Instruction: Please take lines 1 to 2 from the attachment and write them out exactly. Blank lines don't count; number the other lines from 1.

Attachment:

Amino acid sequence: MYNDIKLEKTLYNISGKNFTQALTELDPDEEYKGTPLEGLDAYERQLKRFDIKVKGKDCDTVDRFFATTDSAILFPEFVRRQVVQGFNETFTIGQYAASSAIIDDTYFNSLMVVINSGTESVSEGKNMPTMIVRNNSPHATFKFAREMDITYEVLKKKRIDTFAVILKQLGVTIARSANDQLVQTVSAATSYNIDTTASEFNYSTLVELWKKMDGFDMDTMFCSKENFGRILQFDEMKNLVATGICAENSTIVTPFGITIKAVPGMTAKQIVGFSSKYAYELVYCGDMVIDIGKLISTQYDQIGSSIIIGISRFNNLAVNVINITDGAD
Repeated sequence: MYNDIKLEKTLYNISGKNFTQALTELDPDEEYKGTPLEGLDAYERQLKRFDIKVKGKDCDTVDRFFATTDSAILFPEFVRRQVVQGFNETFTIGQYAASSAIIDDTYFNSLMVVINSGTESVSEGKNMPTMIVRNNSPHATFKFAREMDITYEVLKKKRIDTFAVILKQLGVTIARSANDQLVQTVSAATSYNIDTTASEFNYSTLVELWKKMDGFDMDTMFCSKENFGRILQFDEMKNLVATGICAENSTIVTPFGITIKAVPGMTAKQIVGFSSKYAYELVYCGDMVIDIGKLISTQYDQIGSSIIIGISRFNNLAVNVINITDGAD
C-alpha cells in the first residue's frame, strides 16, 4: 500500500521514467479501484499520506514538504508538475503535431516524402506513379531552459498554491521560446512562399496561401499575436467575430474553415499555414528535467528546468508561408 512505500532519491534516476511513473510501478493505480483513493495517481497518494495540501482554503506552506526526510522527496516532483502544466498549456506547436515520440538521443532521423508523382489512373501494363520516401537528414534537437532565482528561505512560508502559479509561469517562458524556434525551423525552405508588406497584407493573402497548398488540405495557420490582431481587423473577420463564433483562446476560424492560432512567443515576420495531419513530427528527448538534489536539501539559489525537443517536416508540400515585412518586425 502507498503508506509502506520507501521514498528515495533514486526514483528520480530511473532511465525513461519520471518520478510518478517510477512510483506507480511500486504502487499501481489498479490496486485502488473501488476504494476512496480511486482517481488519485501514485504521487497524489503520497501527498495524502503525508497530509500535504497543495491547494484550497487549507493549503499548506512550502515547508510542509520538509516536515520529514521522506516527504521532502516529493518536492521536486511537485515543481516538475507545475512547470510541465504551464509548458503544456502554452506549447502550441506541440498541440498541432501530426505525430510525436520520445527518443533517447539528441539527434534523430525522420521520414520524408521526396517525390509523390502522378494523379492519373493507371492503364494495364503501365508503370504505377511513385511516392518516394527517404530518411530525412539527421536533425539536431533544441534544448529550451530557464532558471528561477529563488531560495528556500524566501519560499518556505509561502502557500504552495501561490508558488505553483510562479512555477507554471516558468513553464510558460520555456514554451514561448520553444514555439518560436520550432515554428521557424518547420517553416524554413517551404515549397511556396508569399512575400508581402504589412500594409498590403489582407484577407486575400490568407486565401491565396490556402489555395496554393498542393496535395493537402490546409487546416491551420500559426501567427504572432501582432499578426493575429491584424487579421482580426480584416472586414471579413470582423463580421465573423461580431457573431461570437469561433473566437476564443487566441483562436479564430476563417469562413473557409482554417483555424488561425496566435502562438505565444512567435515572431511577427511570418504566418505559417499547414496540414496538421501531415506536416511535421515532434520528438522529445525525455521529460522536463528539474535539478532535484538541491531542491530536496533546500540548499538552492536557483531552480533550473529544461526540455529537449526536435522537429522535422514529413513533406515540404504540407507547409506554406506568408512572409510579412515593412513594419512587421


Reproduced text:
Amino acid sequence: MYNDIKLEKTLYNISGKNFTQALTELDPDEEYKGTPLEGLDAYERQLKRFDIKVKGKDCDTVDRFFATTDSAILFPEFVRRQVVQGFNETFTIGQYAASSAIIDDTYFNSLMVVINSGTESVSEGKNMPTMIVRNNSPHATFKFAREMDITYEVLKKKRIDTFAVILKQLGVTIARSANDQLVQTVSAATSYNIDTTASEFNYSTLVELWKKMDGFDMDTMFCSKENFGRILQFDEMKNLVATGICAENSTIVTPFGITIKAVPGMTAKQIVGFSSKYAYELVYCGDMVIDIGKLISTQYDQIGSSIIIGISRFNNLAVNVINITDGAD
Repeated sequence: MYNDIKLEKTLYNISGKNFTQALTELDPDEEYKGTPLEGLDAYERQLKRFDIKVKGKDCDTVDRFFATTDSAILFPEFVRRQVVQGFNETFTIGQYAASSAIIDDTYFNSLMVVINSGTESVSEGKNMPTMIVRNNSPHATFKFAREMDITYEVLKKKRIDTFAVILKQLGVTIARSANDQLVQTVSAATSYNIDTTASEFNYSTLVELWKKMDGFDMDTMFCSKENFGRILQFDEMKNLVATGICAENSTIVTPFGITIKAVPGMTAKQIVGFSSKYAYELVYCGDMVIDIGKLISTQYDQIGSSIIIGISRFNNLAVNVINITDGAD